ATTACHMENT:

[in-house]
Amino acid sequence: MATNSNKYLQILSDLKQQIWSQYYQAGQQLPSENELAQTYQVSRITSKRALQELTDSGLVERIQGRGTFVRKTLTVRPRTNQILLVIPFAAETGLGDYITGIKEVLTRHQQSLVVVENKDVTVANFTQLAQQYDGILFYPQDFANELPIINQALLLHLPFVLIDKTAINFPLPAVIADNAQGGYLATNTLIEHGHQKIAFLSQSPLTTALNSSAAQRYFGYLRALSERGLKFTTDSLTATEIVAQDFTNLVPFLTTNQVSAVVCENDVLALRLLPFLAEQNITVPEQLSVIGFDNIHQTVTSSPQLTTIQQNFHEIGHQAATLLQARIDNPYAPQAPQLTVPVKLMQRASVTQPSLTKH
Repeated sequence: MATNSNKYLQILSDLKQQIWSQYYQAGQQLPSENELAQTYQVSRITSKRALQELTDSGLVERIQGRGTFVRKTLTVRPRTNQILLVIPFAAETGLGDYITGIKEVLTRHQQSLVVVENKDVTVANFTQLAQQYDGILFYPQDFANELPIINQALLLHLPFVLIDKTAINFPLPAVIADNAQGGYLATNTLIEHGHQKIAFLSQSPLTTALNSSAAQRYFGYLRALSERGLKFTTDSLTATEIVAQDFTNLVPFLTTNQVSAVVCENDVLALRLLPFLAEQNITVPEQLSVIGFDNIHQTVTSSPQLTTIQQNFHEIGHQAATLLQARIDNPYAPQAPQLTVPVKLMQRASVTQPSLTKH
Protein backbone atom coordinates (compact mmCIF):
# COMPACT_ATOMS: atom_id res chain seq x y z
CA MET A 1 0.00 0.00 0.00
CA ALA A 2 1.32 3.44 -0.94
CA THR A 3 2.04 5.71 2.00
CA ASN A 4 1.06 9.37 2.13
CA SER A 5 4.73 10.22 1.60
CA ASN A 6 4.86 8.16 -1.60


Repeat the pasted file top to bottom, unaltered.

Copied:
[in-house]
Amino acid sequence: MATNSNKYLQILSDLKQQIWSQYYQAGQQLPSENELAQTYQVSRITSKRALQELTDSGLVERIQGRGTFVRKTLTVRPRTNQILLVIPFAAETGLGDYITGIKEVLTRHQQSLVVVENKDVTVANFTQLAQQYDGILFYPQDFANELPIINQALLLHLPFVLIDKTAINFPLPAVIADNAQGGYLATNTLIEHGHQKIAFLSQSPLTTALNSSAAQRYFGYLRALSERGLKFTTDSLTATEIVAQDFTNLVPFLTTNQVSAVVCENDVLALRLLPFLAEQNITVPEQLSVIGFDNIHQTVTSSPQLTTIQQNFHEIGHQAATLLQARIDNPYAPQAPQLTVPVKLMQRASVTQPSLTKH
Repeated sequence: MATNSNKYLQILSDLKQQIWSQYYQAGQQLPSENELAQTYQVSRITSKRALQELTDSGLVERIQGRGTFVRKTLTVRPRTNQILLVIPFAAETGLGDYITGIKEVLTRHQQSLVVVENKDVTVANFTQLAQQYDGILFYPQDFANELPIINQALLLHLPFVLIDKTAINFPLPAVIADNAQGGYLATNTLIEHGHQKIAFLSQSPLTTALNSSAAQRYFGYLRALSERGLKFTTDSLTATEIVAQDFTNLVPFLTTNQVSAVVCENDVLALRLLPFLAEQNITVPEQLSVIGFDNIHQTVTSSPQLTTIQQNFHEIGHQAATLLQARIDNPYAPQAPQLTVPVKLMQRASVTQPSLTKH
Protein backbone atom coordinates (compact mmCIF):
# COMPACT_ATOMS: atom_id res chain seq x y z
CA MET A 1 0.00 0.00 0.00
CA ALA A 2 1.32 3.44 -0.94
CA THR A 3 2.04 5.71 2.00
CA ASN A 4 1.06 9.37 2.13
CA SER A 5 4.73 10.22 1.60
CA ASN A 6 4.86 8.16 -1.60